Telecommunication in St. Eustatius and Saba will become more reliable in crisis situations with the placing of a satellite installation for contact with the outside world in case a large natural disaster hits the Windward Islands.
Residents of St. Eustatius and Saba can rest assured that a means of communication will remain operational after a natural disaster and that a situation such as the one after Hurricane Irma, when the islands were affected by the damaged communication systems in St. Maarten, will be avoided.
Dutch Minister of Justice and Security Ferd Grapperhaus informed the Second Chamber of the Dutch Parliament on Tuesday about the measures he is putting in place to improve the availability of crisis communication services.
St. Eustatius and Saba need back-up telecommunications facilities on the islands in case all communication possibilities via sea cables and microwave connections are cut off by calamities, stated Grapperhaus. This is especially important because the islands are located in the hurricane belt.
Grapperhaus announced that the Dutch Telecom Agency of the Ministry of Economic Affairs will finance a satellite installation for the local companies that hold the telecommunication infrastructure, which will be hooked up directly to the existing installations This solution is currently being realised.
The concession holders that come into consideration are the local telecom operators Satel of Saba and Eutel of St. Eustatius, as well as service provider C3 for the trunking network that is used by emergency services.
The satellite installation is not meant for general use by the public. “It is an acute emergency provision for essential communication — for example, by the Island Governor — from the island to the outside world,” stated Grapperhaus, adding that additional structural solutions were being looked at.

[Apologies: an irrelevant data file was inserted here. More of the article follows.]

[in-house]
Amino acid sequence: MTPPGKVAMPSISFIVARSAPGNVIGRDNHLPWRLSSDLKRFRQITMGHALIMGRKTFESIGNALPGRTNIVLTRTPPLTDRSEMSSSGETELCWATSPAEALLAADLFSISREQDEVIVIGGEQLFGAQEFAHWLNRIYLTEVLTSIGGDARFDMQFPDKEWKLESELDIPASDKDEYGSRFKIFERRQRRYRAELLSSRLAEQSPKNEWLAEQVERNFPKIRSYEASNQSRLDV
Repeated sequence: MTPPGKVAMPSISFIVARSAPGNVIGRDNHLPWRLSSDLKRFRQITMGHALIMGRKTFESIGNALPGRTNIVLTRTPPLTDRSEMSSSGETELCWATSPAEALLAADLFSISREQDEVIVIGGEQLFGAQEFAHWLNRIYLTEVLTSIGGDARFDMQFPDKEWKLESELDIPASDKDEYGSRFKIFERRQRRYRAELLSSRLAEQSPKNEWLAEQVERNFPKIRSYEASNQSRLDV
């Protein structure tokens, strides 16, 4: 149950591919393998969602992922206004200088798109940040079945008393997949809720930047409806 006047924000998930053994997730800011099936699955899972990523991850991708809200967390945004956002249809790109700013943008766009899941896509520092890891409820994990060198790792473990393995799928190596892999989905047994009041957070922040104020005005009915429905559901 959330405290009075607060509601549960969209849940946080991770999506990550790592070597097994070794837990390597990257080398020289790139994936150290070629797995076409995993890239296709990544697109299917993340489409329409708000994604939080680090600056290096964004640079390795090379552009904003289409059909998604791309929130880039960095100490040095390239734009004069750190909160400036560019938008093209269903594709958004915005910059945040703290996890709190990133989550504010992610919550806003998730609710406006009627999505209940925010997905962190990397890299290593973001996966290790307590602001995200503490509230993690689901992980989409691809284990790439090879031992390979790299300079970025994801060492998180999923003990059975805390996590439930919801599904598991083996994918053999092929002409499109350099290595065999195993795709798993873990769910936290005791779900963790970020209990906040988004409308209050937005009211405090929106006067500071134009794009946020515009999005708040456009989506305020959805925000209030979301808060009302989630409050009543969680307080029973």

The telecom concession holders on the islands and the Ministry of Justice and Security, the Ministry of Economic Affairs and the Ministry of Home Affairs and Kingdom Relations are discussing ways to increase the use and effectiveness of available means of communication during disasters and crisis situations. Grapperhaus also pledged to assess whether linking the C3 network with the sea cable could contribute to connections stability. This assessment will lake place together with the Ministries of Economic Affairs and of Home Affairs and Kingdom Relations. The radio-telephone equipment for the Caribbean Netherlands Police Rate KPCN and the Caribbean Netherlands Fire Department has been realised.
The measures especially serve to improve connections between emergency personnel and between the islands as well as with the outside world, explained Grapperhaus. The improvements will decrease St. Eustatius’ and Saba’s dependence on St. Maarten. Grapperhaus promised to keep investing to ensure that the Caribbean Netherlands in the near future has “robust connections that also work under difficult circumstances.”
He was happy to note that the Saba Government has updated its disaster and crisis plans. St. Eustatius is in the process of revising its crisis management organisation, after which the disaster and crisis plan will be updated.
The Daily Herald.